I was reminded recently of an interview with Harry Potter scribe J.K. Rowling , who explained her system of organization was a pile of cardboard boxes overflowing with papers, and that’s how she liked it.
To paraphrase, Rowling said if she needs a nugget of information – like the book of herbs she uses to inspire spells and concoctions in her ubiquitous books – she’ll go digging for it, and in the process, she usually finds a few things she wasn’t looking for that further squeeze the creative juices.
There is a substantial amount of validity to this system, especially for Creatives. Stumbling upon little scraps of paper that could lead to greatness, or perhaps a memento that’s been lost for years, is similar to finding a $20 bill in a coat pocket and can sometimes be even more lucrative… in Rowling’s case, by about $1 billion and change.
However, in today’s fast-paced world, we need to get to our stuff in short order, and rifling through shoeboxes is not the ideal for most. Increasingly, regardless of our lines of work, Creatives – from the time-pressed journalist to the starving artist – need to achieve some level of organizational acumen to survive.
Take, for one, David Seah’s Pickle Jar theory, explained in greater detail by blogger and workflow consultant Matthew ‘IdeaMatt’ Cornell . Seah uses an actual pickle jar for his ideas, scribbling them on notepaper and storing them until he’s ready to act.
Cornell took this idea and expanded it for today’s high-tech world, using a few computer-based interventions to ‘capture’ ideas instead of collect them.
“To capture [an idea], I simply switch over to Emacs, type it in, [use] two macros to grab a URL’s title, and finish an entry by adding the timestamp and “—-” separator characters. To retrieve I just do an incremental search for “IDEA: IdeaMatt” and pick the next one that jumps out at me,” he writes. “Really, any list manager, text editor, etc. will work, but the most important feature is fast capture, so that you can get back to work and not procrastinate fleshing out the shiny new thing.”
Watch for more coverage of Cornell’s organizational ideas in later posts.
Published: Monday, 5 February 2007 Tags: writer writing harry potter jk rowling matthew cornell david seah pickle jar theory ideamatt
‘A visitor‘ left this comment on 6 Feb 07
Neat post, Jaclyn. Thanks for the link. Your story about Rowling reminds me of the book I just finished: “A Perfect Mess: The Hidden Benefits of Disorder–How Crammed Closets, Cluttered Offices, and On-the-Fly Planning Make the World a Better Place” by Abrahamson and Freedman. It’s controversial, and argues that messiness (at least the right level of it) is more productive than crisp. They give lots of anecdotes, including ones like Rowling’s – happy accidents when looking for something. I don’t buy it, not in today’s world…
Writerjax Interviewed by IdeaMatt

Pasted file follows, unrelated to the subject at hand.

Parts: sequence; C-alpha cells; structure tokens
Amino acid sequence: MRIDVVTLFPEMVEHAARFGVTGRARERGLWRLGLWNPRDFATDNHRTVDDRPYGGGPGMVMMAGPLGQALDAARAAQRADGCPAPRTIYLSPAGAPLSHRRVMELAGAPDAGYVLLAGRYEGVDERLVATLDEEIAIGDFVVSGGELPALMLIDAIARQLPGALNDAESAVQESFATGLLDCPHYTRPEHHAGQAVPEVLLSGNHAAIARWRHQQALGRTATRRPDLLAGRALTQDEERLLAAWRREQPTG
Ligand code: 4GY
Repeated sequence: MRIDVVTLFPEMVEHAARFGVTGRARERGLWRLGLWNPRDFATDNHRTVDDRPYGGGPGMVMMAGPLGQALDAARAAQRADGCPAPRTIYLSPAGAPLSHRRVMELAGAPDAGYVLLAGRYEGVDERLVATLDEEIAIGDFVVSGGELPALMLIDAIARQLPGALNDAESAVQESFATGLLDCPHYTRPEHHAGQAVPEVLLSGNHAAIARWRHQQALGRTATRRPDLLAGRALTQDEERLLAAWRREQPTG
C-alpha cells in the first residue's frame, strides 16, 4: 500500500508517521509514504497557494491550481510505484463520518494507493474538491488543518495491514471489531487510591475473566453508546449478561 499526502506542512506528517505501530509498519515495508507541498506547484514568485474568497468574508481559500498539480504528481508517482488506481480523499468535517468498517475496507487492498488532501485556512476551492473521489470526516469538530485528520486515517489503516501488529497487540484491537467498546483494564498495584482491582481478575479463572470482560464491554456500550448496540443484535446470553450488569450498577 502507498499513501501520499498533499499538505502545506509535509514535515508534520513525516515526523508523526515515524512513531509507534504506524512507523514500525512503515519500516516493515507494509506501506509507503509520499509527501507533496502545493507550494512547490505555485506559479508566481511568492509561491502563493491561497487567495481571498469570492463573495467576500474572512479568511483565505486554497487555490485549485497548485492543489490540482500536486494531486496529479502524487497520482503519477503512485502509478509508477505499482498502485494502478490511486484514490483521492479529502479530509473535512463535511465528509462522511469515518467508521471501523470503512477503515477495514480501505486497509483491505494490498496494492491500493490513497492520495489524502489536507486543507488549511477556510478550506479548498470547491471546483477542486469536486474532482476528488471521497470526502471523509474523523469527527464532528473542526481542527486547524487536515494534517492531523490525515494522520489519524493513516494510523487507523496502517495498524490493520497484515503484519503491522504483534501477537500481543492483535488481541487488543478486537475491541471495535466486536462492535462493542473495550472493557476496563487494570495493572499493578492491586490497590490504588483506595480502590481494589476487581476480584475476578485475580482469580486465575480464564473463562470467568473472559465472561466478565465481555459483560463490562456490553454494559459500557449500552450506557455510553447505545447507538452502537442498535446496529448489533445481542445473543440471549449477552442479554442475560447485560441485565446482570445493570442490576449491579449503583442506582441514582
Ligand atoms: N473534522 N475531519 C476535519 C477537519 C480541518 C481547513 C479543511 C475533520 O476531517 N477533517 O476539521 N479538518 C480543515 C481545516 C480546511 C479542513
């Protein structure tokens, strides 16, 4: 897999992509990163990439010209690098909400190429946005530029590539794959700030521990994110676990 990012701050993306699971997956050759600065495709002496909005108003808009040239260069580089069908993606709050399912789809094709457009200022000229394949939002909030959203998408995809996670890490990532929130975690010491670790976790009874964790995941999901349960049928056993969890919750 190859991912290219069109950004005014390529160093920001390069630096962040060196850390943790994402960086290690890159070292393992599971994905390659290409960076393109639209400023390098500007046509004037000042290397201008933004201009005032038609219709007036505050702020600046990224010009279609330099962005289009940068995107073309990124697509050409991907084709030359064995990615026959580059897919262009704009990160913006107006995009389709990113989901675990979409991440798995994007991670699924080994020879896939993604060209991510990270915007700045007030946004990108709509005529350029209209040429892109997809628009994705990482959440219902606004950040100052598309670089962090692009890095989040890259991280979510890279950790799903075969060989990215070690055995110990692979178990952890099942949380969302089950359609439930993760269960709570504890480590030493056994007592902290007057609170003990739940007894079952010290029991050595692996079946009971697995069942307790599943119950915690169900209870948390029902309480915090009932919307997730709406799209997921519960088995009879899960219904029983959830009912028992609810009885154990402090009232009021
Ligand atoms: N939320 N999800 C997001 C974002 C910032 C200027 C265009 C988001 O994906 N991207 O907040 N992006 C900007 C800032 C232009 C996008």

Check out Matt Cornell’s latest post, an interview with yours truly. We talked about the role of organization in a writer’s world, writing tips for bloggers, and the collision of art and craft within writing as a career. It’s interesting
Check out Matt Cornell’s latest post, an interview with yours truly. We talked about the role of organization in a writer’s world, writing tips for bloggers, and the collision of art and craft within writing as a career. It’s interesting when the interviewer becomes the interviewee… I got the chance to voice thoughts I didn’t even know I had. I highly recommend it. (Read comment page for even more info.)
Published: Tuesday, 6 February 2007 Tags: matt cornell ideamatt bloggers writing writer interview organization
‘A visitor‘ left this comment on 7 Feb 07
One question: Who’s the handsome devil in the picture? 🙂
‘Writerjax‘ left this comment on 7 Feb 07
In terms of transcribing audio files, I usually pop my headphones on and start typing – it’s great for getting quotes just right, especially when writing about a complicated subject.
But I stop and start the recording frequently, in order write more ‘organically’ around those quotes. That helps the overall flow of the story – if I transcribe everything and then go back, sometimes the story looks stilted and there’s a lot of wasted time, too.
Trying to write with the aid of the audio rather than write verbatim what is contained thereon also helps me transcribe what’s important and skip what isn’t, in reponse to your first question. If I have developed a theme, which really should be one of the first tasks covered, then usually the quotes I have in the recorder fall into place in the right place, and I can always go back and fish out some more if I need to.
That said, I use an audio recorder less frequently than I do a plain old reporter’s notebook, and when I do use it I always write notes too. That also helps the flow of the story, because I write not only quotes but ideas and insights of my own (and I delineate between the two by using parentheses around my own thoughts).
But recorders can be used to glean a little color too, especially for a story that warrants it, like a travel or culture piece. Just turning it on at an event and letting it run can sometimes return the greatest little nugget of information or a funny anecdote… and you have it all documented to boot. They’re also great when you’re pulling double duty – shooting photos and taking notes, which I do often.
Thanks so much for reading!
‘A visitor‘ left this comment on 7 Feb 07
Great suggestions in this interview. Thanks for sharing the link. I particularly find it interesting that you audio record your conversations and then do some “value-adding” interpreting as you transcribe. Do you have suggestions for deciding what to transcribe in the first place? Do you take notes for reference so you can skip certain parts of audio files?